from Wiktionary, Creative Commons Attribution/Share-Alike License
- n. Dated form of atropine.
from the GNU version of the Collaborative International Dictionary of English
- n. Same as atropine.
from The Century Dictionary and Cyclopedia
- n. Same as atropin.
Sorry, no etymologies found.
He returned to the lab and cooked up a brew consisting of some exotic poisons: atropine (a naturally occurring alkaloid of atropia belladonna or deadly nightshade), sparteine (a compound derived from the European shrub Scotch broom, Cytisus scoparius), and pilocarpine hydrochloride (an alkaloid found in the leaves of a South American shrub, Pilocarpus jaborandi).
But they must remember that it was almost impossible to detect certain vegetable poisons, such as aconite and atropia, without minute chemical analysis.
That is to say, when a dose is administered hypodermically for sciatica, for example, the narcotic influence proceeds outward from the point of injection, instead of inward toward the centers, as does that of morphia, atropia, etc.
A few drops of a solution of atropia (two grains to one-half ounce of water) introduced into the eye, if the person is alive, will cause the pupils to dilate -- if dead, no effect will be produced.
In cases of _chronic_ increase of intra-ocular tension associated with a quiet uveitis or an iridokeratitis, when the patient exhibits traces of old synechiae, or where there is danger of their re-formation, I do not hesitate to use atropia as long as the wound of operation has not healed.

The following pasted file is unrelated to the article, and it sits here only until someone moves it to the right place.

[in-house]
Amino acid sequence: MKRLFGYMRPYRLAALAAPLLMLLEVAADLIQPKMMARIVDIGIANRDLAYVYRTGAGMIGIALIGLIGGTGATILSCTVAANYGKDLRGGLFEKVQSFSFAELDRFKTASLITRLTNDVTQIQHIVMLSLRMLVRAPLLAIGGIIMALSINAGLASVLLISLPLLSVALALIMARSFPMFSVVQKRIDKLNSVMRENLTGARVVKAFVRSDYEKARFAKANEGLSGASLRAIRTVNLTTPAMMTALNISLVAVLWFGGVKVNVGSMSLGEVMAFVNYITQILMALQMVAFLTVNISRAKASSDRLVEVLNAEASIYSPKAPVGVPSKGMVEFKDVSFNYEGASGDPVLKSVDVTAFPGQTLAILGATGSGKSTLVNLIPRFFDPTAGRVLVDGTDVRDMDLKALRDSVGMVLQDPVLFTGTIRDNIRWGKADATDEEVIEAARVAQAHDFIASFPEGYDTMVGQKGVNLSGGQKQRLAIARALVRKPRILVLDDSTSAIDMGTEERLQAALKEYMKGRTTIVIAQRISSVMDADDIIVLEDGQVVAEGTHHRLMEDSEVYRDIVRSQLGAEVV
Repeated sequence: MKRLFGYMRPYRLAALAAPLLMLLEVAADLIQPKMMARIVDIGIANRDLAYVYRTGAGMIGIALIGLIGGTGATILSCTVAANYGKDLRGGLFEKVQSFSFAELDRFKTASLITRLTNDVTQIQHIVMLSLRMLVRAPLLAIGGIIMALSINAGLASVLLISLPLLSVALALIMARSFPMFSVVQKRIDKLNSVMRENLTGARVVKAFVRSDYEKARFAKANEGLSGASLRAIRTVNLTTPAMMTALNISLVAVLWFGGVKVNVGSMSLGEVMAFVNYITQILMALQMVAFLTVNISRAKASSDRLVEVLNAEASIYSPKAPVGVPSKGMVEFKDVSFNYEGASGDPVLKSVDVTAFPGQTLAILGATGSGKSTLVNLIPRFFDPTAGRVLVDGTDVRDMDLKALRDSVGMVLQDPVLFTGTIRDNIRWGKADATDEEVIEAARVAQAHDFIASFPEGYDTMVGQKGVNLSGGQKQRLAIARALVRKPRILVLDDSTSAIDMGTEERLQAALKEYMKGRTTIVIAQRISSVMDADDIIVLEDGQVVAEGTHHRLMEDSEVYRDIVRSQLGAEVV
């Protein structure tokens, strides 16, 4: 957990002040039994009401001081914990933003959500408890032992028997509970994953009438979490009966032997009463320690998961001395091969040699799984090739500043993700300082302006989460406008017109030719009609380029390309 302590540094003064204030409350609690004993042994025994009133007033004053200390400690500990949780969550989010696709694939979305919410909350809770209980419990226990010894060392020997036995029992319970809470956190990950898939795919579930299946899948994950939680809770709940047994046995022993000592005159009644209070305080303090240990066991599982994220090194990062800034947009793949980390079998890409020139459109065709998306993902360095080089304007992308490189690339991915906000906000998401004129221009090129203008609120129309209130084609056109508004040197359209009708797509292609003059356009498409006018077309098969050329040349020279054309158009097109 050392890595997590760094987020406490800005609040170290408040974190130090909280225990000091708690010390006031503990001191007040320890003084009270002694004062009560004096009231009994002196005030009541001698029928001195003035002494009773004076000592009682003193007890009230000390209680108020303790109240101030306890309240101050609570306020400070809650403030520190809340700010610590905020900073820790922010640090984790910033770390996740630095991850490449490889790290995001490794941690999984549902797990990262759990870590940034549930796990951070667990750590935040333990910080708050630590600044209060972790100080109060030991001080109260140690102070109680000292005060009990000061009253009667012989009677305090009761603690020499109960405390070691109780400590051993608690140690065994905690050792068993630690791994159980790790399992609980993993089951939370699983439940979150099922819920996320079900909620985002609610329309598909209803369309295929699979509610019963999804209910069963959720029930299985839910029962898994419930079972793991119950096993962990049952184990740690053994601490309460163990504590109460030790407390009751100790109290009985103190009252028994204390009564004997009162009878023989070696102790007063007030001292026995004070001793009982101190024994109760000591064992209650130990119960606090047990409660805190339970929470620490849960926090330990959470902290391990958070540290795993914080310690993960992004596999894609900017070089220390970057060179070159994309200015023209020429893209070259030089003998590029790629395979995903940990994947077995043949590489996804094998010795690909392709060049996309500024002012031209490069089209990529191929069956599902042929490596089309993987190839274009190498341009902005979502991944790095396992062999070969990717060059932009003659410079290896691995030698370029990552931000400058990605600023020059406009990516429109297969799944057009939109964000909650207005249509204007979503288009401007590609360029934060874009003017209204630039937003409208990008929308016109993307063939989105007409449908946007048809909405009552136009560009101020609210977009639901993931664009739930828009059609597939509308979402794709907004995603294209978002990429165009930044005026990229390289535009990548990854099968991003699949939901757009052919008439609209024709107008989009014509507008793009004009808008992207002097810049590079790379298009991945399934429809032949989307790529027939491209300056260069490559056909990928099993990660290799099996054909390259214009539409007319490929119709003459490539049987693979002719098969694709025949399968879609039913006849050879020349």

The sweating may be controlled by small doses of atropia, from the one-sixtieth to the one-thirtieth of a grain.
Subsequent hypodermic injections, first of strychnia, then of atropia and finally of chloroform, the latter in doses ranging from 30 to 60 minims, gave him only temporary relief.
For phthisical night sweats it is utterly useless; but these can be completely checked by the hypodermic use of from one-eighteenth to one-fiftieth of a grain of the atropia sulphate; the smaller dose, if it will answer, being preferable, as the larger causes dryness of the pharynx, and interferes with ocular accommodation.
Thorington of Philadelphia has seen a paroxysm of epilepsy induced by the instillation of atropia in the eye of a child nearly cured of the malady.
#Mention frequency and types of eruption due to the ingestion of atropia
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